What does Service Oriented Architecture (SOA) and the 1997 movie, Face/Off have in common? If I told you Face/Off demonstrated an important aspect of SOA known as service abstraction, would you believe me? As a fan of the movie I think it’s worth reviewing as this whimsical comparison may be fun and educational. First we’ll go over some relevant information on the movie. Next we’ll review the concept of service abstraction. Finally, we’ll dig-in and derive how the movie demonstrates service abstraction and encapsulation in SOA.
Face/Off features John Travolta as FBI agent Sean Archer and Nicholas Cage as ruthless terrorist/psychopath Castor Troy. In the movie, Archer undergoes a face-transplant surgery and assumes the identity and overall physical appearance of Troy in an effort to foil his extortion plot. Troy does likewise with the appearance surgery and takes on the role of Archer. Both characters now look the part of the other in face, overall appearance and mannerisms but still remain their inner self.
A major fundamental of SOA is well-defined interfaces that expose business capabilities in a service-oriented manner. These interfaces encapsulate and abstract the true business logic, processes and systems that lie underneath the service definitions and in essence keep the actual implementations “undercover”. This is known as service abstraction. The service interfaces provide common contracts that clients recognize and can easily integrate with.
Tie It All Together
In the movie, the “Service Interface” is each individual’s exterior appearance, voice and mannerisms. By the actual Sean Archer looking like Castor Troy, he is able to more easily integrate with Castor’s villainous crew. The crew visually recognizes Castor and integrates with him while being unaware the underlying implementation is really Sean Archer. Similarly, the actual Castor Troy surgically attaining Archer’s face and appearance allows him to easily integrate with the Archer family. The diagram below depicts both the Sean Archer and Castor Troy system actors as the underlying implementations of the opposing character’s Service Interface:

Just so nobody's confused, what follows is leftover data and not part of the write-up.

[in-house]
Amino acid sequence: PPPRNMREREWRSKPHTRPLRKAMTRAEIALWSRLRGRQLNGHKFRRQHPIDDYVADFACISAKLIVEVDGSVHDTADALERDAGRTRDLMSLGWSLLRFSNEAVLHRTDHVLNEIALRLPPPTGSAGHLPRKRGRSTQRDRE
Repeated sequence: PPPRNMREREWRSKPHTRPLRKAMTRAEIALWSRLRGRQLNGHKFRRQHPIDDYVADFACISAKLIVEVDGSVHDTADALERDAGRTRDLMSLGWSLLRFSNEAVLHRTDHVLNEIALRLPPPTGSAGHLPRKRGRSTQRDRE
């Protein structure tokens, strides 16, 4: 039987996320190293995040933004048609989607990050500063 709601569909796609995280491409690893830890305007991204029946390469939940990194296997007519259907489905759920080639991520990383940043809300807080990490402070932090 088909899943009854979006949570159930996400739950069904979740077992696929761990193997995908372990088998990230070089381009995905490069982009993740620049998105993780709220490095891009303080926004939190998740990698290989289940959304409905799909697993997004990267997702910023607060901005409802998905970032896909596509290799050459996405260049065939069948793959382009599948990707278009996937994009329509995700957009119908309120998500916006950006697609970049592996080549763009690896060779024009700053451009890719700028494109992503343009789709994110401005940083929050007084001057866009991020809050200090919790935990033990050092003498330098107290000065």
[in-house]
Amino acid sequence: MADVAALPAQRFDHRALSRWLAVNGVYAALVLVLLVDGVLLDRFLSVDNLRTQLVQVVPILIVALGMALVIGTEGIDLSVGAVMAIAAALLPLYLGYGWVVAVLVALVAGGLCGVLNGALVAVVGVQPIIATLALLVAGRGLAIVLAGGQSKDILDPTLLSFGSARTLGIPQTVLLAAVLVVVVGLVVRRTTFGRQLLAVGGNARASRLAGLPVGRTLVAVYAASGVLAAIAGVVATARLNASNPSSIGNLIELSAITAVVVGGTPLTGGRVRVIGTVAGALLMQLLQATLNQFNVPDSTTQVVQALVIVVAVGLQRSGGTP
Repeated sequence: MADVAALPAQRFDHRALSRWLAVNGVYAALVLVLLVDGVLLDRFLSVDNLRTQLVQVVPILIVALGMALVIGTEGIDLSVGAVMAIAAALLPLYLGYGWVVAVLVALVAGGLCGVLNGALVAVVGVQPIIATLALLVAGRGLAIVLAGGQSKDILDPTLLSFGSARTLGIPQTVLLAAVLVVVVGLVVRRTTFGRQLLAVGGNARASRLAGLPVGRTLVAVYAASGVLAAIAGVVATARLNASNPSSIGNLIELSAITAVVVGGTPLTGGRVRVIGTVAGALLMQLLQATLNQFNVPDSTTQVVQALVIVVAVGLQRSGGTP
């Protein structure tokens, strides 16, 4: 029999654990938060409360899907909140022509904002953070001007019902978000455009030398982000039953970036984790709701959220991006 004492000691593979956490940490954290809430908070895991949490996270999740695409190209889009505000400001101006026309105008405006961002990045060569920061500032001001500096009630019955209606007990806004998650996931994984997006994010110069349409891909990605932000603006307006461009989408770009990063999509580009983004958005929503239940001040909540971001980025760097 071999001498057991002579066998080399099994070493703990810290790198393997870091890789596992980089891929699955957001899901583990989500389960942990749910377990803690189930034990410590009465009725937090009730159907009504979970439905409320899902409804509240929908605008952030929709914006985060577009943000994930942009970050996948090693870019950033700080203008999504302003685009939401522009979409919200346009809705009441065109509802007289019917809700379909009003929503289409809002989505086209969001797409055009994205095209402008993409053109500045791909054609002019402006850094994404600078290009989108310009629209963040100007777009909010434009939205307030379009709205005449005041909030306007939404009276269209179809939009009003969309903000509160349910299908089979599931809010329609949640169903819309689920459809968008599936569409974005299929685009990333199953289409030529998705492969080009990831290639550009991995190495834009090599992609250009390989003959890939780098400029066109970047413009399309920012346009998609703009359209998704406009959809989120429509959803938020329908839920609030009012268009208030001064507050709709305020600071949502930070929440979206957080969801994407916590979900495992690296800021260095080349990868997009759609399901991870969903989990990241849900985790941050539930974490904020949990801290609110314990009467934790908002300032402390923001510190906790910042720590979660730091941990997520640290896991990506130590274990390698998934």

The clients of a well-defined Service Interface will maintain their integration contract and not recognize any underlying changes as long as the service looks and acts as expected. As shown above, the Villainous Crew client integrates directly with the Castor Troy interface while the Sean Archer Family client integrates with the Sean Archer interface, unknowing of the underlying system implementations.
This example of service abstraction within the movie Face/Off may be a far reach, but the overall intent of discussing is to give a candid reminder to architects to really think about abstracting their services from the actual implementation. If our service interface definitions really represent the business capability that is needed to fulfill the functionality and they abstract from the intended implementation, then it does not matter what the underlying implementation really is. This implementation could be any system such as custom code, legacy mainframes or third-party services like Salesforce or SAP. Adhering to this basic service abstraction pattern and utilizing a domain-driven design helps to future-proof your services while more easily allowing the business to evolve their underlying infrastructure, system implementations and third-party integrations over time as the needs change.
For more information on service abstraction, either watch Face/Off or reference: http://www.serviceorientation.com/serviceorientation/service_abstraction